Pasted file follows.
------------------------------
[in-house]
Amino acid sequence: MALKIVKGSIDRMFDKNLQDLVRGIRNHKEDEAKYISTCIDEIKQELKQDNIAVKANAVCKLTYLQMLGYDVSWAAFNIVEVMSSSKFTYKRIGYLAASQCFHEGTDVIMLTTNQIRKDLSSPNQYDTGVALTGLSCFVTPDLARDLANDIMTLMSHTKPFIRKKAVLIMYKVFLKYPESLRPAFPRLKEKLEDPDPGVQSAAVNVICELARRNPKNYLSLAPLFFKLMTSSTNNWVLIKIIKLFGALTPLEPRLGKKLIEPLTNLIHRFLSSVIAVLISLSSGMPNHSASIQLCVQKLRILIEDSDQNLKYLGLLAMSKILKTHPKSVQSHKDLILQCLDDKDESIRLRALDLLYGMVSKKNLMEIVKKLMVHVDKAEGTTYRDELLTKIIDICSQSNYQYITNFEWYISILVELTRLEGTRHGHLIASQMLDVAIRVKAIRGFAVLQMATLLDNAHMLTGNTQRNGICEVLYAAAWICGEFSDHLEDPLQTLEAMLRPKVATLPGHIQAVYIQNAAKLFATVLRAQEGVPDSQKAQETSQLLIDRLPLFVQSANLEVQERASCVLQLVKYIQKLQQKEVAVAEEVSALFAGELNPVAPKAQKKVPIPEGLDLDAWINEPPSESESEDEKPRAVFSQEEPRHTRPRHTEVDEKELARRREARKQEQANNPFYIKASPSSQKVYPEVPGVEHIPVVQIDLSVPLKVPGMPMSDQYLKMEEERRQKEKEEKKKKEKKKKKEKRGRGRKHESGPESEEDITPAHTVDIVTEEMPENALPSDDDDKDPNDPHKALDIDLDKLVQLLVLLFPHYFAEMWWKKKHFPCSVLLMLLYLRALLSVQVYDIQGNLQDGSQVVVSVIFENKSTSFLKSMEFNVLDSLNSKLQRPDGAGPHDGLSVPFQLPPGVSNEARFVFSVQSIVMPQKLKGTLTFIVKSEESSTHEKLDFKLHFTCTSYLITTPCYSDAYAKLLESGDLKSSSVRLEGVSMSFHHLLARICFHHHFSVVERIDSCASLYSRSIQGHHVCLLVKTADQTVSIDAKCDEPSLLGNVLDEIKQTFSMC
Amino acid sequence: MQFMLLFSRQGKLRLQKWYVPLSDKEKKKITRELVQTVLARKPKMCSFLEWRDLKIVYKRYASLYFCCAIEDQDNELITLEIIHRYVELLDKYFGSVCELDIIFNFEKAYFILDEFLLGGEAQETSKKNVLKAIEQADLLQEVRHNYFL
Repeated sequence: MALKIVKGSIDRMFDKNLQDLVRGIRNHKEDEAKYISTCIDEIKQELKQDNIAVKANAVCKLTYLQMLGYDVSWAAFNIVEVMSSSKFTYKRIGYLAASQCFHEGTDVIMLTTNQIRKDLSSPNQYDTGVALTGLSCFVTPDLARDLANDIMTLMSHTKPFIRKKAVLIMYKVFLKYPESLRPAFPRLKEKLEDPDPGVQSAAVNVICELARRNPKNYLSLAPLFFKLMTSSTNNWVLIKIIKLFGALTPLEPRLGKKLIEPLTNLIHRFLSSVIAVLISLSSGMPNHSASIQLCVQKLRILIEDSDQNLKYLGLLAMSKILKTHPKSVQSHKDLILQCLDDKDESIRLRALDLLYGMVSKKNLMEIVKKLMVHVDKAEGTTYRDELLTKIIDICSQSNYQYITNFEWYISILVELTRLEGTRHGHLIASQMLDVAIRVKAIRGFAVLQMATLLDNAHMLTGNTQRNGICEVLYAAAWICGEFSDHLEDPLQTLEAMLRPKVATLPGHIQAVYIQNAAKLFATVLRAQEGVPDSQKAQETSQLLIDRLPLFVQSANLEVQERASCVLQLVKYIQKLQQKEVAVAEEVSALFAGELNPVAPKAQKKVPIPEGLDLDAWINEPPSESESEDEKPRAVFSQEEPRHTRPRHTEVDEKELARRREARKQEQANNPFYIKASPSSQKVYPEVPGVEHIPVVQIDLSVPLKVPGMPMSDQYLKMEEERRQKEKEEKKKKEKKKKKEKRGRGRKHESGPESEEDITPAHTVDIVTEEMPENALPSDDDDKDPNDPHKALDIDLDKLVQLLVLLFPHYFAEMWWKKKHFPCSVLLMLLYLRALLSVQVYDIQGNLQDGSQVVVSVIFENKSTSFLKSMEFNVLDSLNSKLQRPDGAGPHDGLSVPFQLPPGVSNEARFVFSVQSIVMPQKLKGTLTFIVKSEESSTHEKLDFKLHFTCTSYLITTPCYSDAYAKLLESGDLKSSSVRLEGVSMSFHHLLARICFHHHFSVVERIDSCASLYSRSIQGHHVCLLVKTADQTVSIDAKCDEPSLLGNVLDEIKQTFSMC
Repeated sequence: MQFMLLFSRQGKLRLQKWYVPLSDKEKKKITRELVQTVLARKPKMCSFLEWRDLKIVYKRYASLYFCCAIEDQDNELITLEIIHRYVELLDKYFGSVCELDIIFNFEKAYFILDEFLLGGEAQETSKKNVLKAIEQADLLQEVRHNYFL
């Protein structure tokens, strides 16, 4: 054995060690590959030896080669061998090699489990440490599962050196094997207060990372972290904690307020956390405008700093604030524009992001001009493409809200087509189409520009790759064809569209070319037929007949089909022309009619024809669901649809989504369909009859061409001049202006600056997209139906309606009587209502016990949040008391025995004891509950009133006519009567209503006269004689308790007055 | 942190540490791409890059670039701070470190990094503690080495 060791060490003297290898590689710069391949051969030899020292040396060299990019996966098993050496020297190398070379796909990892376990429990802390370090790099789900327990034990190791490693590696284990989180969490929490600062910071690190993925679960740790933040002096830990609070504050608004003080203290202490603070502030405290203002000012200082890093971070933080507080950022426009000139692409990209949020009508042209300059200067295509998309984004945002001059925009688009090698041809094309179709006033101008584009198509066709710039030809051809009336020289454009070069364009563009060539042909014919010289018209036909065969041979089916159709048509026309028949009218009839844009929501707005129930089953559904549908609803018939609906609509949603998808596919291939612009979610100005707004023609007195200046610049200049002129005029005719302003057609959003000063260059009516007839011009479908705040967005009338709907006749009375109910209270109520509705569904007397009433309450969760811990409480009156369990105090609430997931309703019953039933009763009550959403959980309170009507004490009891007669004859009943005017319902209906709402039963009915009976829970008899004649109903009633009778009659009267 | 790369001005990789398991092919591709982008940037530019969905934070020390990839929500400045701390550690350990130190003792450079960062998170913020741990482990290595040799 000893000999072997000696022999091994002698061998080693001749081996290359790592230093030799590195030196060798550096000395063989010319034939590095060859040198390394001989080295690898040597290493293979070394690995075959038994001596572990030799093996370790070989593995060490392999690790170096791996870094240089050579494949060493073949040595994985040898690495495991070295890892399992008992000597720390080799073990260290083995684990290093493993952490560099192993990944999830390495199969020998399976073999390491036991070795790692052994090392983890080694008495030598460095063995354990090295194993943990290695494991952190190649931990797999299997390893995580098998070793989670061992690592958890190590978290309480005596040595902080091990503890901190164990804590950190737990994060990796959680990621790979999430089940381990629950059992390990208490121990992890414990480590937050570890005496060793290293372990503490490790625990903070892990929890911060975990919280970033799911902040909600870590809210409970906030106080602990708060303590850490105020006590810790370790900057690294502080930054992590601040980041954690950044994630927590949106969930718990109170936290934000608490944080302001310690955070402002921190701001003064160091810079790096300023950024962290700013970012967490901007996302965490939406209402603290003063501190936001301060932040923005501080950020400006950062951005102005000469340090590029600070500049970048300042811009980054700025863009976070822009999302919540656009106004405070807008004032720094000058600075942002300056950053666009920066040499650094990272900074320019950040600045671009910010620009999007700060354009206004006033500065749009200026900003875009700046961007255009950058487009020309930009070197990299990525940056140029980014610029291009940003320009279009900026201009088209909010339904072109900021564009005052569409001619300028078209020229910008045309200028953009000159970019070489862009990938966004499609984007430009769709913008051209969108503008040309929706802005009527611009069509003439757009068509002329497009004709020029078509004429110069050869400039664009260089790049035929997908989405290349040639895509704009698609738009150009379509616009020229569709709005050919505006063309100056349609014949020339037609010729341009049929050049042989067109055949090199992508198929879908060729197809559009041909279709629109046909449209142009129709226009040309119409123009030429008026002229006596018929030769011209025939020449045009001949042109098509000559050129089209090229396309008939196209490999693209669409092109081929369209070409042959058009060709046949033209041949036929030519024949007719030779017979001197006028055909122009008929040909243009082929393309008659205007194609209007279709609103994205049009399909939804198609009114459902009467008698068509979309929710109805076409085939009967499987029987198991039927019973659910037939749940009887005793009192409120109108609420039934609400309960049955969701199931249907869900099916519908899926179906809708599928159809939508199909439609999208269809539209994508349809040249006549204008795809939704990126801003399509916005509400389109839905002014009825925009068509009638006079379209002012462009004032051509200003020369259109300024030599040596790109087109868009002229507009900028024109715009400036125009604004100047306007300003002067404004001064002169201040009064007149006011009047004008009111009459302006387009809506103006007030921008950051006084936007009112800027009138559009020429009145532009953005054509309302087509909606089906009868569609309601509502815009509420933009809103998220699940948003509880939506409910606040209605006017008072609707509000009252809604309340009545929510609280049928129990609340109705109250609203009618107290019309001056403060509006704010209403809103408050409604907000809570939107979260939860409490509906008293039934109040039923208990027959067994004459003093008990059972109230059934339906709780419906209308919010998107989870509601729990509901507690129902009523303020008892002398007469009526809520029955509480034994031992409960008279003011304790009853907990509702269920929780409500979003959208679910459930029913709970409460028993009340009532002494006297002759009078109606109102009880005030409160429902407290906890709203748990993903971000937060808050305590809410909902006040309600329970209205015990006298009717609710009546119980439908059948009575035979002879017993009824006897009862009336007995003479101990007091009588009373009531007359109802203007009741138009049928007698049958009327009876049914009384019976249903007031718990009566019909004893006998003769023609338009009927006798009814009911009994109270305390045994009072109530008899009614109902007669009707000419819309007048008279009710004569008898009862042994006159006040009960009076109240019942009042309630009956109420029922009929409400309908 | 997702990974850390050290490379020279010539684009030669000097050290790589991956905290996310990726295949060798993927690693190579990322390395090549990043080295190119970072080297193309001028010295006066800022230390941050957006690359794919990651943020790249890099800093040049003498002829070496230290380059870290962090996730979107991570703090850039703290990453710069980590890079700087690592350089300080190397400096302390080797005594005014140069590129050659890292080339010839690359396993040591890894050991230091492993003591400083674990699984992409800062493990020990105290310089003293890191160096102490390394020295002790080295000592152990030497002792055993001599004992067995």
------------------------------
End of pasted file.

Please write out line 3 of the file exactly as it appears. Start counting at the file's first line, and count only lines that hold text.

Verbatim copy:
Amino acid sequence: MQFMLLFSRQGKLRLQKWYVPLSDKEKKKITRELVQTVLARKPKMCSFLEWRDLKIVYKRYASLYFCCAIEDQDNELITLEIIHRYVELLDKYFGSVCELDIIFNFEKAYFILDEFLLGGEAQETSKKNVLKAIEQADLLQEVRHNYFL